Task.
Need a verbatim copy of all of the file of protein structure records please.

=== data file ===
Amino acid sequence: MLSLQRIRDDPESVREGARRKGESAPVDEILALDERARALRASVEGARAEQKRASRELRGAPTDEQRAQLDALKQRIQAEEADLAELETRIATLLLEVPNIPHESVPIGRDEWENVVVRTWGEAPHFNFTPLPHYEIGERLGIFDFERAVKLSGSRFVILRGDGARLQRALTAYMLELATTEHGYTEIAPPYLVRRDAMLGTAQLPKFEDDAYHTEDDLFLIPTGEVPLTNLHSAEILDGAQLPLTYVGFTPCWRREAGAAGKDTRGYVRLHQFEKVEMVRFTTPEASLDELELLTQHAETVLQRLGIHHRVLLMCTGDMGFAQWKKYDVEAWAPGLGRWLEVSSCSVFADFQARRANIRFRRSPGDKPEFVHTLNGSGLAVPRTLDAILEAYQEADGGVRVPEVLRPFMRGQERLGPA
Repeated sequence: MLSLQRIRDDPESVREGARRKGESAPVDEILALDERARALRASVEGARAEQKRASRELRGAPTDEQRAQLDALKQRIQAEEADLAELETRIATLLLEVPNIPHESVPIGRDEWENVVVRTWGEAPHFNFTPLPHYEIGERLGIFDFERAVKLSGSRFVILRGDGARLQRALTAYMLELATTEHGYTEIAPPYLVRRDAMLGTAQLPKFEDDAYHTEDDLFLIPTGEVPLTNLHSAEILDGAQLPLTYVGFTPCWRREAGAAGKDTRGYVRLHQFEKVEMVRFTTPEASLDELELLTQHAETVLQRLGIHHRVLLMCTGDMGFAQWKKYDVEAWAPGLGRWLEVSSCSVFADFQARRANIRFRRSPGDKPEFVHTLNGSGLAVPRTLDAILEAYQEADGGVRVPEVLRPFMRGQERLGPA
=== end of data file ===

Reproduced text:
Amino acid sequence: MLSLQRIRDDPESVREGARRKGESAPVDEILALDERARALRASVEGARAEQKRASRELRGAPTDEQRAQLDALKQRIQAEEADLAELETRIATLLLEVPNIPHESVPIGRDEWENVVVRTWGEAPHFNFTPLPHYEIGERLGIFDFERAVKLSGSRFVILRGDGARLQRALTAYMLELATTEHGYTEIAPPYLVRRDAMLGTAQLPKFEDDAYHTEDDLFLIPTGEVPLTNLHSAEILDGAQLPLTYVGFTPCWRREAGAAGKDTRGYVRLHQFEKVEMVRFTTPEASLDELELLTQHAETVLQRLGIHHRVLLMCTGDMGFAQWKKYDVEAWAPGLGRWLEVSSCSVFADFQARRANIRFRRSPGDKPEFVHTLNGSGLAVPRTLDAILEAYQEADGGVRVPEVLRPFMRGQERLGPA
Repeated sequence: MLSLQRIRDDPESVREGARRKGESAPVDEILALDERARALRASVEGARAEQKRASRELRGAPTDEQRAQLDALKQRIQAEEADLAELETRIATLLLEVPNIPHESVPIGRDEWENVVVRTWGEAPHFNFTPLPHYEIGERLGIFDFERAVKLSGSRFVILRGDGARLQRALTAYMLELATTEHGYTEIAPPYLVRRDAMLGTAQLPKFEDDAYHTEDDLFLIPTGEVPLTNLHSAEILDGAQLPLTYVGFTPCWRREAGAAGKDTRGYVRLHQFEKVEMVRFTTPEASLDELELLTQHAETVLQRLGIHHRVLLMCTGDMGFAQWKKYDVEAWAPGLGRWLEVSSCSVFADFQARRANIRFRRSPGDKPEFVHTLNGSGLAVPRTLDAILEAYQEADGGVRVPEVLRPFMRGQERLGPA